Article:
There were hundreds of pages of text messages between a 13-year-old girl and her former teacher, but investigating police never seized and examined the teacher's home computer.
The detail emerged today during questioning of Hinemoa McLelland at the inquest into the death of her daughter Reiha.
The inquest, in Gisborne, is a sequel to a Teachers' Disciplinary Tribunal, after which Sam Back was struck from the teachers' register and his partner Angie Mepham cautioned.
The McLelland family have blamed Back and Mepham's involvement with Reiha for her death in August 2014.
The inquest heard of the "strong bond" between Back and the girl.
Lawyer Steve Manning - the local Crown prosecutor - told Hinemoa McLelland this afternoon it could be a "valid criticism" that the computer was never examined but said police were bound by the law and could not collect evidence as they liked.
Hinemoa McLelland responded that there had been "enough to get a production order for [Back's] texts" but was concerned "his home computer had never been looked at".
Manning described a meeting between investigating detective Richard Downes and the McLellands in which Downes told them of hundreds of pages of text messages obtained as part of a two-and-a-half month investigation into Back.
He said that although Downes was concerned the contact between Reiha and her former teacher at Gisborne Intermediate was a "bit dodgy" he had to explain to the McLellands he "hadn't actually found evidence of sexual offending".
The meeting, on June 20, 2014, followed concerns raised by the McLellands in early April. They were worried about reports of Back holding hands with Reiha at Gisborne Hospital, where she was being treated, and text exchanges between the pair seen by Hinemoa McLelland.
The investigation culminated in an attempt to interview Reiha at Gisborne police station with a trained female police interviewer, and an interview with Back, during which Downes pushed the former teacher over the nature of the relationship.
Manning told Hinemoa McLelland the interview with Reiha had not gone ahead - something of which she was unaware - because the teenager would not take part, beyond saying Back had done nothing wrong.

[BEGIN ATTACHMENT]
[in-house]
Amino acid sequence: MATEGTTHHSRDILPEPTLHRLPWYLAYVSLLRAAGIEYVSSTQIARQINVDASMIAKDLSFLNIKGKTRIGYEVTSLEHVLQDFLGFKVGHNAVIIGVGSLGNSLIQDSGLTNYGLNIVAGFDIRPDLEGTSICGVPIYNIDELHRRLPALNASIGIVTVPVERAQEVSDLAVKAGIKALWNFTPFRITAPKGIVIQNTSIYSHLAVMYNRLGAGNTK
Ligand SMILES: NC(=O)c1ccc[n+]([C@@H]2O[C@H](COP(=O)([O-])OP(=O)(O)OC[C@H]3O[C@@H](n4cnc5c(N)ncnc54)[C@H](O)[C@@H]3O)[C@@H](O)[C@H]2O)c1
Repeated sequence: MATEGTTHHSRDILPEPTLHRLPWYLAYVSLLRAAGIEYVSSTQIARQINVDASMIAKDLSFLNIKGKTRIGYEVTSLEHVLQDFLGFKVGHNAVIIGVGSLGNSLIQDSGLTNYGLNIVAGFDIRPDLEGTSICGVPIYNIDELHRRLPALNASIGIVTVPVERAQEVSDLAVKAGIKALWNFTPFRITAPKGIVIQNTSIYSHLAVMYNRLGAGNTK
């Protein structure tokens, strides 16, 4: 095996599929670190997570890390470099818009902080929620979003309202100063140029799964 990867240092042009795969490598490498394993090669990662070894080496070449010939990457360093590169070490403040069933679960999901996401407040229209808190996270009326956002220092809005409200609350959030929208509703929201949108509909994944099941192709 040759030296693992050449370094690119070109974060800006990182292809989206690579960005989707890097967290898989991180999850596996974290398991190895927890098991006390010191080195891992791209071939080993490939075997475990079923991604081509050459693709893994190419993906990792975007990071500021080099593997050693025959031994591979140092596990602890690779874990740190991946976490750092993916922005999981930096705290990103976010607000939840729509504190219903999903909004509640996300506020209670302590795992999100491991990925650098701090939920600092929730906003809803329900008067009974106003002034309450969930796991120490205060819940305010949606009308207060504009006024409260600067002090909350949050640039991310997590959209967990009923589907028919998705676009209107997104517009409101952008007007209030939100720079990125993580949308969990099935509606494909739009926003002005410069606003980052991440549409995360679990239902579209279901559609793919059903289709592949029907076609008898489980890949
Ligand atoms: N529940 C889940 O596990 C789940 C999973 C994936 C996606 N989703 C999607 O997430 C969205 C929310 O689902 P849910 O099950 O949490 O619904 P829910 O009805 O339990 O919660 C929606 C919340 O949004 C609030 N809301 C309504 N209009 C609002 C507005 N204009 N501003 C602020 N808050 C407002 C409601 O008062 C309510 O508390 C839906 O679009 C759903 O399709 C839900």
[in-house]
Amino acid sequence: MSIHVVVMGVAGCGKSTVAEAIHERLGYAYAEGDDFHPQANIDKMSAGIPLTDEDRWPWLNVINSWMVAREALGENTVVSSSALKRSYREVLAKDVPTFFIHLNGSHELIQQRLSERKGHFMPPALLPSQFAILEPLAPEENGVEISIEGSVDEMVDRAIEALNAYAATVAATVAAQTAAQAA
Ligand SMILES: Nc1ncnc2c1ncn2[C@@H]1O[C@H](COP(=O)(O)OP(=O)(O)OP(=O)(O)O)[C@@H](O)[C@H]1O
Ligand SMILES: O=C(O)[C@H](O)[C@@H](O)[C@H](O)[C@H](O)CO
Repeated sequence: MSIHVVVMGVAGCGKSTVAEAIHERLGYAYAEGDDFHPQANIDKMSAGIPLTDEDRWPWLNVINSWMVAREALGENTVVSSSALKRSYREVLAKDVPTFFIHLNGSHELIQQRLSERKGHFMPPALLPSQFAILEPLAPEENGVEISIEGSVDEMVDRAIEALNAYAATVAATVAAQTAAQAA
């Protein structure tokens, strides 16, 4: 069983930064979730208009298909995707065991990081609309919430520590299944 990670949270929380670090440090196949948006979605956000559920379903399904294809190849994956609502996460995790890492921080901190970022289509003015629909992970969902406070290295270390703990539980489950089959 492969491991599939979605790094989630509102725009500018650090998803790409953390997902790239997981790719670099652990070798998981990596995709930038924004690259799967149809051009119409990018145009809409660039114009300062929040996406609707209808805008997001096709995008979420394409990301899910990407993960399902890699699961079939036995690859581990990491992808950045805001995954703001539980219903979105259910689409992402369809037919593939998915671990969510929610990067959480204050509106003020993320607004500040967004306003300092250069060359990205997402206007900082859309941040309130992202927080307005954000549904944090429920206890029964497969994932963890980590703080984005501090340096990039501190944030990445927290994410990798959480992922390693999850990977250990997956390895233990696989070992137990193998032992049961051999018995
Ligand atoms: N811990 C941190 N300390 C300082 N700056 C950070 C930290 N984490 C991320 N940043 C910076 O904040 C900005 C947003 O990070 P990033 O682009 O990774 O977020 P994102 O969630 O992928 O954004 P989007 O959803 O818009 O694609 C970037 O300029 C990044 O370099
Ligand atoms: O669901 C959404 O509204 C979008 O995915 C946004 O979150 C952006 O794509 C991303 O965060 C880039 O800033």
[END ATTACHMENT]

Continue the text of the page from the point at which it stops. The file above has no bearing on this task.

He referred Hinemoa McLelland to an email from Downes to Gisborne Intermediate in which he said the relationship with Back and Mepham had "driven a wedge" between Reiha and her parents, the same phrase used by hospital staff who had treated the teenager in early April 2014.
In other evidence today, the lawyer for Back and Mepham, Adam Simperingham, questioned Hinemoa McLelland over her basis for claiming Reiha was the victim of "sexual grooming".
He produced pages from Reiha's diary in which she wrote in May 2014: "Sam is only my best friend. He's never touched me inappropriately. He's done nothing wrong. I've completely ruined his life."
Coroner Carla na Nagara intervened after Simperingham asked Hinemoa McLelland whether her relationship with Reiha "wasn't as much of a caring and loving relationship" as the mother had thought.
Na Nagara said she had "struggled" over the way words like "blame" and "fault" had been used in the inquest, which started yesterday.
"It's quite unlike any other inquest I have been involved with."
Na Nagara asked lawyers to make questions more neutral, saying the inquest was not about levelling blame, but finding the reasons Reiha died. She said she had yet to encounter a self-inflicted death which had a single cause.
Simperingham had suggested to Hinemoa McLelland that Back and Mepham provided her daughter with "emotional support" and there was no sexual aspect to the relationship.
She replied: "I hear what you're saying but why did it need to be in secret? I'm annoyed a 41-year-old man is having an inappropriate relationship with my 13-year-old daughter behind my back."
The inquest continues.
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